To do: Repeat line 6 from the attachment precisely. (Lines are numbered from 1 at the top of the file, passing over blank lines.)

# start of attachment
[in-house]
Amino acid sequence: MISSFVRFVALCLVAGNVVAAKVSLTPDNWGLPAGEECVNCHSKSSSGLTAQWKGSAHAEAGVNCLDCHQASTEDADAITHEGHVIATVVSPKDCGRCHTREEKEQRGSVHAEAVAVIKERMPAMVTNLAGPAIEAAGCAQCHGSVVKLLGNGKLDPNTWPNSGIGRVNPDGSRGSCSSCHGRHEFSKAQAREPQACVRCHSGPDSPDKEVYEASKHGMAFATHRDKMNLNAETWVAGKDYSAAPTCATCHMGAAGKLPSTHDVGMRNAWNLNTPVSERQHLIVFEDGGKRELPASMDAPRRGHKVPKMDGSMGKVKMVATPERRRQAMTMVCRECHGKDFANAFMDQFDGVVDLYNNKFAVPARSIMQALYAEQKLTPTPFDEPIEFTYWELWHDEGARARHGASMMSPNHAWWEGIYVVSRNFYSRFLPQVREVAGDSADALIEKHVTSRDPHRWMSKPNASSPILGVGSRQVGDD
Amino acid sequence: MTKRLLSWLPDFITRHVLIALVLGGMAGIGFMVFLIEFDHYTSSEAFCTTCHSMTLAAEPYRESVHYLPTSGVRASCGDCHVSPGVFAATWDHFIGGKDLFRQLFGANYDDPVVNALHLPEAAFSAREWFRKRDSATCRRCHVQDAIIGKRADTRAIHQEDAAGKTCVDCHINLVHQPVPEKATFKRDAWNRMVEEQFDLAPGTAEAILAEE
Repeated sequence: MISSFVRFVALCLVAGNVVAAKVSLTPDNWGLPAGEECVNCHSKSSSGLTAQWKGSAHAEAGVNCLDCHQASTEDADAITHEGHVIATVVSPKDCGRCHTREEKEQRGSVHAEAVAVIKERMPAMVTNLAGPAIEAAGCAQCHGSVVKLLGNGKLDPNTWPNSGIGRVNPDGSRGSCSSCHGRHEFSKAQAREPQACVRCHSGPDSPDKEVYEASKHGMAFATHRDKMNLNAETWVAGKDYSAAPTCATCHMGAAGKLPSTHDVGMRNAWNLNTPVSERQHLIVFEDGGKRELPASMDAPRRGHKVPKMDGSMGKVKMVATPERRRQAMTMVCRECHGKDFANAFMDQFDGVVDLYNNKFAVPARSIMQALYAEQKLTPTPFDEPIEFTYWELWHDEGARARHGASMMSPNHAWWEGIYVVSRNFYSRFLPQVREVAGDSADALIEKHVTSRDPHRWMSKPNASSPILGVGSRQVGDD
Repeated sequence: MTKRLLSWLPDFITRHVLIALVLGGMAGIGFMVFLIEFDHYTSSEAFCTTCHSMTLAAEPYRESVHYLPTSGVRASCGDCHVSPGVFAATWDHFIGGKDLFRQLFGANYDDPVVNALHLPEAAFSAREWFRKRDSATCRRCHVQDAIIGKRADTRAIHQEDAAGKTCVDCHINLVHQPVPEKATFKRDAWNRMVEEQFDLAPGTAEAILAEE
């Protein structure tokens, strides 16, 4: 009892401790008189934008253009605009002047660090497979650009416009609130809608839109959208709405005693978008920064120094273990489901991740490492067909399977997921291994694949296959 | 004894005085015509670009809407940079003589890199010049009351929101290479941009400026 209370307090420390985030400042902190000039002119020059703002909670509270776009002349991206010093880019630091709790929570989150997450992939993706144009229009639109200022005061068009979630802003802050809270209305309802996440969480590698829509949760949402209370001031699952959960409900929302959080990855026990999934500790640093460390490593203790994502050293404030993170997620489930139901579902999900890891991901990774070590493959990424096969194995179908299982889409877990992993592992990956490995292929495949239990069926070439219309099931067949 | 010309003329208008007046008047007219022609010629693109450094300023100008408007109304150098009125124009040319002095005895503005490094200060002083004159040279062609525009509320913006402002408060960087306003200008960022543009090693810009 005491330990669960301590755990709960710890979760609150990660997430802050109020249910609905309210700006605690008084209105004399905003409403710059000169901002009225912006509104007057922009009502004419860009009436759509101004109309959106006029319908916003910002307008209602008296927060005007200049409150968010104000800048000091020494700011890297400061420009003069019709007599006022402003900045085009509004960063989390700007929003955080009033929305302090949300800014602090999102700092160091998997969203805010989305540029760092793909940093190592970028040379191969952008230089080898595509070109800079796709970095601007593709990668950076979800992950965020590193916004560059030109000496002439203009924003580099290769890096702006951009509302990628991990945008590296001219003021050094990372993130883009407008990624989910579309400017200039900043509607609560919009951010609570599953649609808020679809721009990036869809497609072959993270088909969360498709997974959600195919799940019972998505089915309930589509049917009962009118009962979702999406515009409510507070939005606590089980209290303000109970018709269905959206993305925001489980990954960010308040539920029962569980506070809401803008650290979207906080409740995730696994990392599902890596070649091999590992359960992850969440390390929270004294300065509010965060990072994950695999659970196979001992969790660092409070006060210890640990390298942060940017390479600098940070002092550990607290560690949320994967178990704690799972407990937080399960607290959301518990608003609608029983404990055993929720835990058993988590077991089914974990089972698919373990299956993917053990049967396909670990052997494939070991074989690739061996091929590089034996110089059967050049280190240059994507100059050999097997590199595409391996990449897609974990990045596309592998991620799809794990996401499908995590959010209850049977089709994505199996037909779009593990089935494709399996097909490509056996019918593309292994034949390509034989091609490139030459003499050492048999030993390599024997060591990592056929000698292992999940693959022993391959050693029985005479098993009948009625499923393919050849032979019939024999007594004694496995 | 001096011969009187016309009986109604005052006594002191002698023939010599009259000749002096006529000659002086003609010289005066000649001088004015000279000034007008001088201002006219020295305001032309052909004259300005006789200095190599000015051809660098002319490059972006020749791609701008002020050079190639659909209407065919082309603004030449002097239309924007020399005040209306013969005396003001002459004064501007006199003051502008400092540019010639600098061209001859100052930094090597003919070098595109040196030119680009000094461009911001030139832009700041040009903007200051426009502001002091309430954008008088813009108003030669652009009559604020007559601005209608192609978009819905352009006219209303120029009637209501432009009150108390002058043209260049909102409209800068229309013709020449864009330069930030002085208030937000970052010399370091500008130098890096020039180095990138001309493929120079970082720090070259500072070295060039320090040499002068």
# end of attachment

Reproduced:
């Protein structure tokens, strides 16, 4: 009892401790008189934008253009605009002047660090497979650009416009609130809608839109959208709405005693978008920064120094273990489901991740490492067909399977997921291994694949296959 | 004894005085015509670009809407940079003589890199010049009351929101290479941009400026 209370307090420390985030400042902190000039002119020059703002909670509270776009002349991206010093880019630091709790929570989150997450992939993706144009229009639109200022005061068009979630802003802050809270209305309802996440969480590698829509949760949402209370001031699952959960409900929302959080990855026990999934500790640093460390490593203790994502050293404030993170997620489930139901579902999900890891991901990774070590493959990424096969194995179908299982889409877990992993592992990956490995292929495949239990069926070439219309099931067949 | 010309003329208008007046008047007219022609010629693109450094300023100008408007109304150098009125124009040319002095005895503005490094200060002083004159040279062609525009509320913006402002408060960087306003200008960022543009090693810009 005491330990669960301590755990709960710890979760609150990660997430802050109020249910609905309210700006605690008084209105004399905003409403710059000169901002009225912006509104007057922009009502004419860009009436759509101004109309959106006029319908916003910002307008209602008296927060005007200049409150968010104000800048000091020494700011890297400061420009003069019709007599006022402003900045085009509004960063989390700007929003955080009033929305302090949300800014602090999102700092160091998997969203805010989305540029760092793909940093190592970028040379191969952008230089080898595509070109800079796709970095601007593709990668950076979800992950965020590193916004560059030109000496002439203009924003580099290769890096702006951009509302990628991990945008590296001219003021050094990372993130883009407008990624989910579309400017200039900043509607609560919009951010609570599953649609808020679809721009990036869809497609072959993270088909969360498709997974959600195919799940019972998505089915309930589509049917009962009118009962979702999406515009409510507070939005606590089980209290303000109970018709269905959206993305925001489980990954960010308040539920029962569980506070809401803008650290979207906080409740995730696994990392599902890596070649091999590992359960992850969440390390929270004294300065509010965060990072994950695999659970196979001992969790660092409070006060210890640990390298942060940017390479600098940070002092550990607290560690949320994967178990704690799972407990937080399960607290959301518990608003609608029983404990055993929720835990058993988590077991089914974990089972698919373990299956993917053990049967396909670990052997494939070991074989690739061996091929590089034996110089059967050049280190240059994507100059050999097997590199595409391996990449897609974990990045596309592998991620799809794990996401499908995590959010209850049977089709994505199996037909779009593990089935494709399996097909490509056996019918593309292994034949390509034989091609490139030459003499050492048999030993390599024997060591990592056929000698292992999940693959022993391959050693029985005479098993009948009625499923393919050849032979019939024999007594004694496995 | 001096011969009187016309009986109604005052006594002191002698023939010599009259000749002096006529000659002086003609010289005066000649001088004015000279000034007008001088201002006219020295305001032309052909004259300005006789200095190599000015051809660098002319490059972006020749791609701008002020050079190639659909209407065919082309603004030449002097239309924007020399005040209306013969005396003001002459004064501007006199003051502008400092540019010639600098061209001859100052930094090597003919070098595109040196030119680009000094461009911001030139832009700041040009903007200051426009502001002091309430954008008088813009108003030669652009009559604020007559601005209608192609978009819905352009006219209303120029009637209501432009009150108390002058043209260049909102409209800068229309013709020449864009330069930030002085208030937000970052010399370091500008130098890096020039180095990138001309493929120079970082720090070259500072070295060039320090040499002068």